The word was: Pollution.
In the last decade or two, when the contemporary Green movement adopted the “global warming” and “climate change” phrases, they did not realize they were doing their cause a disservice. Those two terms—what has now been settled into as “climate change,” are too ambiguous to be of any real use.
Why? Because in the billions of years this planet has been evolving, the climate has always been changing; furthermore, those changes have, all along, included periods of warming. Now that we have determined—accurately, in my view—that much of that “warming” or “change” is our fault, we need to start fixing the problem, not fight about it. The fighting will only throw up more carbon.
But we ought  not, in that campaign, negate the human rights of people to make judicious use of what we have found in this planet.

For Greens and others who advocate for clean or redemptive policy to ceaselessly nag the rest of us about climate change is self-defeating. The chosen terminology confuses the real issues. Joe Sixpack and Jane Doe don’t understand what you mean by “climate change.”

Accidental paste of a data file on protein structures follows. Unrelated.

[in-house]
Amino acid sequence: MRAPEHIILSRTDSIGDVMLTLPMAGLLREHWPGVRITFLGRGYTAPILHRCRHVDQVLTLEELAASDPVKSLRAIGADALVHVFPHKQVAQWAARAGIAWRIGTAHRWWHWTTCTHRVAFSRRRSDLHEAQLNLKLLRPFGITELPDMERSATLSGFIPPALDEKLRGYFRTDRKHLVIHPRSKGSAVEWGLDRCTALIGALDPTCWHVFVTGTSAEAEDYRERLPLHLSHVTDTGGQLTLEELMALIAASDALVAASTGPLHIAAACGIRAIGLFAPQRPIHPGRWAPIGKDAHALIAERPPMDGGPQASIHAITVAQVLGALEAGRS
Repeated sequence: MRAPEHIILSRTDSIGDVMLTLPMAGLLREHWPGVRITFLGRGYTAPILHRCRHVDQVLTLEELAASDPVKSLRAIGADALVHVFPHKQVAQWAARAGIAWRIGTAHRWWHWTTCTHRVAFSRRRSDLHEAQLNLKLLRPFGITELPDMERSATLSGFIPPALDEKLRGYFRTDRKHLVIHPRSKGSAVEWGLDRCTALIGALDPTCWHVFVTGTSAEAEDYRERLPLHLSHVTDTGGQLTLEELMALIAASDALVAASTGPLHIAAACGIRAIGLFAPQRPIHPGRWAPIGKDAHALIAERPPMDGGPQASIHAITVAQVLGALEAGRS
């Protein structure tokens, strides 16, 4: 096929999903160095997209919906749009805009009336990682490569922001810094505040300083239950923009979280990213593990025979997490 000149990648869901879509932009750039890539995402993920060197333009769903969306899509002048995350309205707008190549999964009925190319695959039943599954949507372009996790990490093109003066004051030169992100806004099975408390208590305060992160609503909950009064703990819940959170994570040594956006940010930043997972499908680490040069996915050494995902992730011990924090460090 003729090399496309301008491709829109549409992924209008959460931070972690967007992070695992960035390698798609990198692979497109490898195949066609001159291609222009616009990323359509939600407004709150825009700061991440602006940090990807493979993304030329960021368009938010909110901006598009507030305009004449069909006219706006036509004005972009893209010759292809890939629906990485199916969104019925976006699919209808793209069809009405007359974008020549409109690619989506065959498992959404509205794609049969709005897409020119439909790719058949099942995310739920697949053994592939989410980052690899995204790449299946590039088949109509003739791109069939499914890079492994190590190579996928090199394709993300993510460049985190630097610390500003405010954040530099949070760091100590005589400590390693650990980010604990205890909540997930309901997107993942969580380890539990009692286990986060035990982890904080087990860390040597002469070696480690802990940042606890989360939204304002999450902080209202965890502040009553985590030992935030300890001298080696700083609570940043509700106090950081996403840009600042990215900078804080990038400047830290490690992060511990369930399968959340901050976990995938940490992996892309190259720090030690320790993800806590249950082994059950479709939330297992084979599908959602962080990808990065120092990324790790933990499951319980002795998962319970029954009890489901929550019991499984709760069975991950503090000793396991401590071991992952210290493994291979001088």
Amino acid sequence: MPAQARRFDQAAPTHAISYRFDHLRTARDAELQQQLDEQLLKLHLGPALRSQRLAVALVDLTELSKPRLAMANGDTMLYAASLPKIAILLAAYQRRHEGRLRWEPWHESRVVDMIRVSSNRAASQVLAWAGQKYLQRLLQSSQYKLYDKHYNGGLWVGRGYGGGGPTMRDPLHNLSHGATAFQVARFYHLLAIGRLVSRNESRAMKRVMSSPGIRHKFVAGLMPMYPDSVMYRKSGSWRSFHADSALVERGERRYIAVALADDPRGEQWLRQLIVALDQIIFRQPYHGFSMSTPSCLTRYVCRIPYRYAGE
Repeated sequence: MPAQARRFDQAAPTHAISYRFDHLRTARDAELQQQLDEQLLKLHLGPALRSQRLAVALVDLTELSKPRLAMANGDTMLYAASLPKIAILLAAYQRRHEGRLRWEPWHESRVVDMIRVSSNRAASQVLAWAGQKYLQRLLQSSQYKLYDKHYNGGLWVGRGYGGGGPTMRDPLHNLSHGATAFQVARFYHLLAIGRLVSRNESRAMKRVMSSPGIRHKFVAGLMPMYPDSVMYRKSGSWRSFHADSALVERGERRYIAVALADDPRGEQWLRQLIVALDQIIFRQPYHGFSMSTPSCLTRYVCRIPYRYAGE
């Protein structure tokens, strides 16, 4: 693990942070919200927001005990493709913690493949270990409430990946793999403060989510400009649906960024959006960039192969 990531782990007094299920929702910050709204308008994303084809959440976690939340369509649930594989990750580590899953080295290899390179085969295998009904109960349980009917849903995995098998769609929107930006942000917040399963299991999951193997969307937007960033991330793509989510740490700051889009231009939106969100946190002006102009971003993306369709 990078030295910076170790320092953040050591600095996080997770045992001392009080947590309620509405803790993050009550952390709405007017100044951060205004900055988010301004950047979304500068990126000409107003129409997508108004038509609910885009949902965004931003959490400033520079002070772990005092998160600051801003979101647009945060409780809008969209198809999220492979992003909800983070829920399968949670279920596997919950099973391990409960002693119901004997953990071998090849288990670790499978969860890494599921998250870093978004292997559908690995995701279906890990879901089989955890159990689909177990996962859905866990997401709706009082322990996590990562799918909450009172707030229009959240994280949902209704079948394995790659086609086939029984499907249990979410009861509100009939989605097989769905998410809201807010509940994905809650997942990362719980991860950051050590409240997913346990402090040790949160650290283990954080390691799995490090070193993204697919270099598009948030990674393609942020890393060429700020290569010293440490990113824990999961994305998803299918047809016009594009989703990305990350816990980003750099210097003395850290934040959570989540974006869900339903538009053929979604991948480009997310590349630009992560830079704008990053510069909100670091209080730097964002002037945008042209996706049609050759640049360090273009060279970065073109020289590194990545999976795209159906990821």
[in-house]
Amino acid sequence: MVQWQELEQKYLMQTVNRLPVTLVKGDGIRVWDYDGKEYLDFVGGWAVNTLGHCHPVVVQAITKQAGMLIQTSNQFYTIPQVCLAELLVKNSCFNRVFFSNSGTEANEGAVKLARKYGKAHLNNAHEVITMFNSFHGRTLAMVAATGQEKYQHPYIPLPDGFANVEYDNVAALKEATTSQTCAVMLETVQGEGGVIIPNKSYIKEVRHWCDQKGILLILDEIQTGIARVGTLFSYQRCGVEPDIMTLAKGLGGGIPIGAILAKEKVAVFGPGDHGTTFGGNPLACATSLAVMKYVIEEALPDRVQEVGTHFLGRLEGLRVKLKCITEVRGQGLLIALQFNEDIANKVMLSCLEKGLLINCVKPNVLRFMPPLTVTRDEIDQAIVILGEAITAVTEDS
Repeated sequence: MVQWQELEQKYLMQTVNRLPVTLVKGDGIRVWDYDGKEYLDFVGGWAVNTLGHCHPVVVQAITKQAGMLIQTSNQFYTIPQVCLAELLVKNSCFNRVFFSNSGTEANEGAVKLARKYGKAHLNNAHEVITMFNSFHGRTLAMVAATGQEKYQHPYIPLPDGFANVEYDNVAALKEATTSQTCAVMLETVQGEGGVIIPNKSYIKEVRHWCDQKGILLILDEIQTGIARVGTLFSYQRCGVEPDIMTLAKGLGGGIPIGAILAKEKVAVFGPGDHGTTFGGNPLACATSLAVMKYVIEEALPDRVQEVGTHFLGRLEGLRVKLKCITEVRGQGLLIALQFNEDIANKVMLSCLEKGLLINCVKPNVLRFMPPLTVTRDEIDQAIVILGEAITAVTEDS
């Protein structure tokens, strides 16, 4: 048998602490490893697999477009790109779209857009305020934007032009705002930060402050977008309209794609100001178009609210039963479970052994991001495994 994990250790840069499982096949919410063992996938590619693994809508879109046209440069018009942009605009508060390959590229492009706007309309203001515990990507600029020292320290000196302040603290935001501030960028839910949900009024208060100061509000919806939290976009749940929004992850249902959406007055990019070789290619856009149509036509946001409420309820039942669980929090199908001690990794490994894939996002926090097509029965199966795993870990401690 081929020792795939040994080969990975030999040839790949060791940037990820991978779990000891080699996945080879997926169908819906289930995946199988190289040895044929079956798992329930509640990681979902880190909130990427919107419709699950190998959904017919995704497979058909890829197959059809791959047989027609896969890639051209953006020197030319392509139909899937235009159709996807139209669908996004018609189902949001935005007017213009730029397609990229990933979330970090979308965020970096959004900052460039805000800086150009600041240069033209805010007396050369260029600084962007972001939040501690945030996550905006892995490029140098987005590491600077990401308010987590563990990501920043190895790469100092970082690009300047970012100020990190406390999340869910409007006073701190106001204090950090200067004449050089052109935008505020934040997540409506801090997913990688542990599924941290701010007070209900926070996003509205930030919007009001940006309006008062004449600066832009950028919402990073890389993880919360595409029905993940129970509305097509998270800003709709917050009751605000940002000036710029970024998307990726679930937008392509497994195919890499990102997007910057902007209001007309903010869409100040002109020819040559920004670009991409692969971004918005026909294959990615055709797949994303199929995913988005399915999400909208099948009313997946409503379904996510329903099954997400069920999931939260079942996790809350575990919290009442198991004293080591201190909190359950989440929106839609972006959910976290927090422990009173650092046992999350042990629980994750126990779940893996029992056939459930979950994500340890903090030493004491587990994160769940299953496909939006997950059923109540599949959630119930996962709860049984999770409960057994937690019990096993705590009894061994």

The term is counterproductive. Citizens are missing the point because of your ambiguous terminology.
The real point is that we are polluting this, our planetary home. And we collectively must find a way to minimize that pollution as much as possible, if not altogether eliminate it: pollution—whatever is bad shit that adversely affects or damages our holy Earth. Some pollution is carbon, and some is even more seriously destructive than mere carbon.
Carbon is, after all, the essential component of life itself. You can’t go organic without it.

See what you think about this idea . . .
Let’s just divert all the carbon into one place and then form it into bicycles so we can pedal around the planet without spewing destructive gases everywhere we go. Is that a good idea? Yes? OK, you go first and maybe I’ll follow along if I can summon up the energy in my 67-year-old legs to pedal from here to wherever I have to go from now on  in life.
Furthermore, how are we going to get all the carbon diverted to a pre-assigned appropriately contained space?
Good luck with that.

AirSilt

As far as getting started or building up some momentum in this planetary cleanup project is concerned, let’s just cut to the chase in our strategy. Tell everybody:
Give a hoot; don’t pollute!
Widespread awareness among mankind is the key to making reparative change on this front; education is the means to achieve it. All ye extreme climate change advocates need to focus on educating us the public instead of threatening all mankind with your proposed centrally-planned regimes of soviet  oppressive control.